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The Dutch former Colonies

Ghana

 Fort Nassau Moure

Between 1595 and 1600 merchants from the Netherlands founded a small unfortified lodge at Moure for trade in gold. In 1610 the Portuguese made an attack against the Dutch trading station at Moure, they burnt the African village adjoining the lodge. In reaction to this attack, the Dutch, in 1612, built theirs first fort in Gold Coast, Fort Nassau, this fort originally, was a small earthwork and wooden fort and was built on a hill overlooking the sea at Moure. It was rebuilt and enlarged in 1623-24 and in 1633-34. In 1615 a new Portuguese raid was successful and the African town was newly burnt. Moure was the Dutch headquarters till to the conquest of Elmina in 1637. The Dutch garrison in 1645 was composed by 32 men including the commander, there were then a surgeon, a preacher, a coppersmith and 156 slaves working in the castle. Moure was occupied by the British in 1664 and recaptured by the Dutch in 1665. In 1782 it was again in British hands, but the Dutch regained it by treaty in 1785. In the first decades of 1800, it was abandoned. A few are now the remains of this fort.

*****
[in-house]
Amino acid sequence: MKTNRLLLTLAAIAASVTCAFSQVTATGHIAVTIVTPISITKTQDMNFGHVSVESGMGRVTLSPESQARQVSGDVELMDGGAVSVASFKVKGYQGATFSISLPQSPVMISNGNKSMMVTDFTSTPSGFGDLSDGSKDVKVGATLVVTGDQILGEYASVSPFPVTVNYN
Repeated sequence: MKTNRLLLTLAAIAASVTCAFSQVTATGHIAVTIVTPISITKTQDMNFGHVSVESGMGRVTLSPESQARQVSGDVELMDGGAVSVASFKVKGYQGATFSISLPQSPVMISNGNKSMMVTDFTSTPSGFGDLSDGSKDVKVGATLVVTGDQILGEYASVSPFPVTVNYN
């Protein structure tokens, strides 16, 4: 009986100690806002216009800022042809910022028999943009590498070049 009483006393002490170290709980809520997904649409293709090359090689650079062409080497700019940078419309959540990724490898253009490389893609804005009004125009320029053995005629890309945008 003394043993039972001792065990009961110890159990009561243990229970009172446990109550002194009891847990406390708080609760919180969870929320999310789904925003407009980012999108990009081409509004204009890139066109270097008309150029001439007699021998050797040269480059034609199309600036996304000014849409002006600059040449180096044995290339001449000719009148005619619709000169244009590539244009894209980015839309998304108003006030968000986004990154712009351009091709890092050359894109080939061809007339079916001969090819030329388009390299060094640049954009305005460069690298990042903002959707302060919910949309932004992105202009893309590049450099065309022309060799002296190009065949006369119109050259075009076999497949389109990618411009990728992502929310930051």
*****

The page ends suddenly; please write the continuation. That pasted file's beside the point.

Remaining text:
Fort Nassau,  Moure

 
 

 Fort Nassau,  Moure

 

 Left-part-of-a-map-of-the-Gold-Coast-with-a-view-of-Fort-Nassau

 Fort Nassau,  Moure

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